News Analysis Regine May L.

Abarquez IS 41 – XB February 24, 2010 Title: Yemen’s elusive deal: A bloody blame game Author: Unknown Written in Cairo Source: The Economist Magazine, p. 53 Date of Publication: February 6th – February 12th, 2010 issue Summary Yemen is facing its sixth year skirmish between its central government and the Houthis, the tribesmen from the northern mountains of the country. The war went into the extremes and seems to be its bloodiest round for six months but this time both parties exchange not just bullets but accusations that one is blocking a truce. More than that the continuous fighting gives rise to more refugees with the estimated number of 250, 000 people displaced from their homes, and aid-giving agencies are reluctant to give aids for they want the government to focus more on fighting the Al-Qaeda terrorists. There was already a negotiation between President Ali Abdullah Saleh, Yemen’s president and the Houthi rebels. The President gave them five preconditions on its initial negotiation and added one to protect its rich neighbor, Saudi Arabia. The Houthis have also come into battle with the Saudis when they attack Saudi along the northern border of Yemen, this left 80 Saudi soldiers dead motivating Saudi to send its air force to help Yemen in seizing the attacks. Last January Saudi released a statement that they already expelled the rebel forces but they are still bombing them. The Houthis said on the other hand that they withdrew voluntarily as a reponse to the President’s sixth condition in exchange for the soldiers captured by the Saudis. For the Houthis the battle against the government will not stop until they met the agreed terms by opening roads and removing mines. This conflict overshadowed Yemen’s acute domestic problems such as poverty, rapid population growth and severe water shortage. And also the pending threat coming from the Al-Qaeda on which its influence have penetrated the country. At the moment the president was pressured by both Arab and western countries to create economic and administrative reforms before the aid conference starts later this month. Analysis The news provides sufficient details about the conflict, the current effects of it and the recent efforts to resolve the issue. However the discussion of the news is not quietly linked to its title. What is this kind of accusations they are referring to? Where’s the “blame game”? What do we mean by aborting a truce? It’s just one of those minor problems of the report but it did well in orienting the reader a little about the conflict like how long it has been going on and that the negotiation just happened recently but it needed a little push to the start of the conflict. In the report, the rebels appears to be only after with the opening of new roads and the dismantling of mines, if this is the problem it’s a shallow reason to start a conflict. They also put another actor in the story and that is the Al- Qaeda, what is their role in the conflict? Again we didn’t find the answer in the news but somehow it gave us an idea of the possible threats if these issues will not subdue.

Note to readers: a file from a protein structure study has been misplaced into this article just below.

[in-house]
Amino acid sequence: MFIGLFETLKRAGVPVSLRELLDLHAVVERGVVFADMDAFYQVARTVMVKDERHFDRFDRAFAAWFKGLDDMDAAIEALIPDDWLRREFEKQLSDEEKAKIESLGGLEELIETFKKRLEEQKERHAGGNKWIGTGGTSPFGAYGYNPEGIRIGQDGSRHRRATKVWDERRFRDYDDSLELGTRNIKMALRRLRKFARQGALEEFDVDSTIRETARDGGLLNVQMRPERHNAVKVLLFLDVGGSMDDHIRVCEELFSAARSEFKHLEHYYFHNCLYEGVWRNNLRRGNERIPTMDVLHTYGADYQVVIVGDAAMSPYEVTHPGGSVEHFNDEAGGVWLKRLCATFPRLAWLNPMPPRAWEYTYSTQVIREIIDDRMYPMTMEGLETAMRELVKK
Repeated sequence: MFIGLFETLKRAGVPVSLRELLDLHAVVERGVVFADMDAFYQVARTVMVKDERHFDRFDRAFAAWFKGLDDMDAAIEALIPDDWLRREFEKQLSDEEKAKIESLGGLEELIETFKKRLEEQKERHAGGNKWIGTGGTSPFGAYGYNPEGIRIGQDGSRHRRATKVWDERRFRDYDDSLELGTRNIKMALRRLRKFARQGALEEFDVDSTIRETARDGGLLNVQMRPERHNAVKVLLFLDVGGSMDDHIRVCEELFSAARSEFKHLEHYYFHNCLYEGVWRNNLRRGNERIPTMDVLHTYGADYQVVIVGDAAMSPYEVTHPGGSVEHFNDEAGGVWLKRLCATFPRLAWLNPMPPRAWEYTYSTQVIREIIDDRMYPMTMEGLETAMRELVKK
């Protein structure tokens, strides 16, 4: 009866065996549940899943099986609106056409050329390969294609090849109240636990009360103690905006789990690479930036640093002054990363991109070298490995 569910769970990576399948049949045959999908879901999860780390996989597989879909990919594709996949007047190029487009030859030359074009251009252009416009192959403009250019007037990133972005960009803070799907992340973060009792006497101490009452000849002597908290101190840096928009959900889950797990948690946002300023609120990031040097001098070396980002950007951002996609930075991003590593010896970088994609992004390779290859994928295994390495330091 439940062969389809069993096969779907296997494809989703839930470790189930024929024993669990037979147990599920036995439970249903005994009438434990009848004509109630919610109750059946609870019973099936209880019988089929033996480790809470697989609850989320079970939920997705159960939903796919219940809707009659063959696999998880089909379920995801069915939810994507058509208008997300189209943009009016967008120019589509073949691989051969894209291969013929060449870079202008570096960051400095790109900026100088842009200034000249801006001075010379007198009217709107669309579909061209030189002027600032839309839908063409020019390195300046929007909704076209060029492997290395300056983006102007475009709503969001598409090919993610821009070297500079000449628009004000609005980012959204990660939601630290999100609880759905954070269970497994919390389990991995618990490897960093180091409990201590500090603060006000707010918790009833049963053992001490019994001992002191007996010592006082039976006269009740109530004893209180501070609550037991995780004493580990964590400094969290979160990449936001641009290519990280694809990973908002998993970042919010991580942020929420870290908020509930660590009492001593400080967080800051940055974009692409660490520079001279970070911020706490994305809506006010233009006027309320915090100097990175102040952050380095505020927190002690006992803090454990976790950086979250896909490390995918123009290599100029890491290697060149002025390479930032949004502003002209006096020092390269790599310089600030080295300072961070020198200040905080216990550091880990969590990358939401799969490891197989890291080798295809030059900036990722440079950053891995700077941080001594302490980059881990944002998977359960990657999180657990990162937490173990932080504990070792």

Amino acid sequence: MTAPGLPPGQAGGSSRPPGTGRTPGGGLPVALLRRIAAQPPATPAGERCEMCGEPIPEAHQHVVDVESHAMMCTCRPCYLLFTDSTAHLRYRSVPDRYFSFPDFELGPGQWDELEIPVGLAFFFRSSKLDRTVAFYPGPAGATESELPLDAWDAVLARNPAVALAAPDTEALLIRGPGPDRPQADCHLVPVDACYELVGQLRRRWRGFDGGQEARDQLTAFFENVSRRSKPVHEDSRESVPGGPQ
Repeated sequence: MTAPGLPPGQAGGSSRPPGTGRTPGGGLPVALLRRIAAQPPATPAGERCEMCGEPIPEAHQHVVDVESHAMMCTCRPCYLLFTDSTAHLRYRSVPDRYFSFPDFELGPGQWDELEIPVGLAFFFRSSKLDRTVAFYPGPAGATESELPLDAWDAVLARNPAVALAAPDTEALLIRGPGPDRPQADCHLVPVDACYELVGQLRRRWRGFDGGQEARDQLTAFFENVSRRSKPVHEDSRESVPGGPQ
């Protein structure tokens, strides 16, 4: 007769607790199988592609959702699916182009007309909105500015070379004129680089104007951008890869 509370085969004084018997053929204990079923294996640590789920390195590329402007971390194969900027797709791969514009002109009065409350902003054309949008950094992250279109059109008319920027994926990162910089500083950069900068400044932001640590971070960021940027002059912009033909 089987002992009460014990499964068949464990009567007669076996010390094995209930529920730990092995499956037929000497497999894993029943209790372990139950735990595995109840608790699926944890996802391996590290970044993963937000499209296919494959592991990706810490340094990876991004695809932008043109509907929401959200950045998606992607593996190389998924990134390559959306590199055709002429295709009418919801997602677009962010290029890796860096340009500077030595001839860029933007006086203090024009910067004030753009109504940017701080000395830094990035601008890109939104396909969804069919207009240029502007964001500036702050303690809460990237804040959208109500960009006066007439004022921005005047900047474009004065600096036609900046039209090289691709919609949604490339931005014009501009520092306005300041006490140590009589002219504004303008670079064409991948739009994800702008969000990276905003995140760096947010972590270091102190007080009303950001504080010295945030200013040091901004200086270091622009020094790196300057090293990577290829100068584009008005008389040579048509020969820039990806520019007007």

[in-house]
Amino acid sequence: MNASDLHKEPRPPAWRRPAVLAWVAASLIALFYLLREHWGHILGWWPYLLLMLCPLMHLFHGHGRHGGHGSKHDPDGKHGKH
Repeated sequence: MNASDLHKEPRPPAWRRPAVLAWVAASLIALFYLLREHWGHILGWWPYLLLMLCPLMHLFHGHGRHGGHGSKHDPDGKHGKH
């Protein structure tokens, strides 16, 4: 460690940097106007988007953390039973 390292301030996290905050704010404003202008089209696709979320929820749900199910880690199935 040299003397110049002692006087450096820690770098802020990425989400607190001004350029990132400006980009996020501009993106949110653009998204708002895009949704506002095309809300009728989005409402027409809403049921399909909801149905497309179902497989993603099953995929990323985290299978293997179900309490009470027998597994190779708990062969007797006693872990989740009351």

immasculating the state to its maximum level. power could someday rest on their hands especially if they can gain support coming from the Al-Qeda group who has lots of connections all over the region. we don’t want Yemen to be swallowed by these terrorist groups it will only prompt military intervention and particularly that Yemen is already facing humanitarian crisis. the pending threat of Al-Qaeda is also a critical point to consider. We need to know a deeper reason why these Houthi rebels chose to challenge the government and why the Yemeni government has to wait for the call of its neighboring countries and allies to negotiate with the problem. With regards to giving aids. And what if the government cannot fulfill its job given a little to prepare. And here we have Saudi Arabia to back the Yemeni government with more military forces. it will add up to the reasons of the intervention. It has been six years already since the start of the conflict and internal problems of the country have been neglected causing more innocent lives to be sacrificed in the battle field.Yemen seems to be facing to most crucial crisis in its history. Administrative policies are necessary to hear out the voice of different sectors in the country and perhaps the reason why these Houthis rebelled against them because the government failed to listen to them in the first place and now they use violence to attract the attention of the government. . perhaps what Saudi Arabia wants to happen is that they want an assurance that the Yemeni government will have to do something before the start giving. what would be Saudi Arabia’s response to this? Saudi Arabia shouldn’t rest on a couch because remember they share a certain border and if the number of refugees continuous to rise. The government indeed needs economic and administrative reforms especially that Yemen’s economy is too dependent on oil and they can’t sustain the number of displaced people inside its border. it’s a strategy and here we are compelling the government to fulfill its role however what’s so sad about this is that the number of people who need the aids are rising and it is at this critical moment that they needed it the most. The war between them and the Houthis was just temporary and it’s unlikely for the Houthis to voluntarily surrender considering that they are challenging a weak Yemeni government. As for the case of its government. Lastly. they will also be their problem especially that it is starting to flock on its southern border. for if they can’t they will lose the support of its people and makes the rebels easier to topple them down. they should attend to this conflict as soon as possible and bring all possible negotiations on the table for these Houthis. When there’s intervention it will all the more cause commotion to the already disturbed region.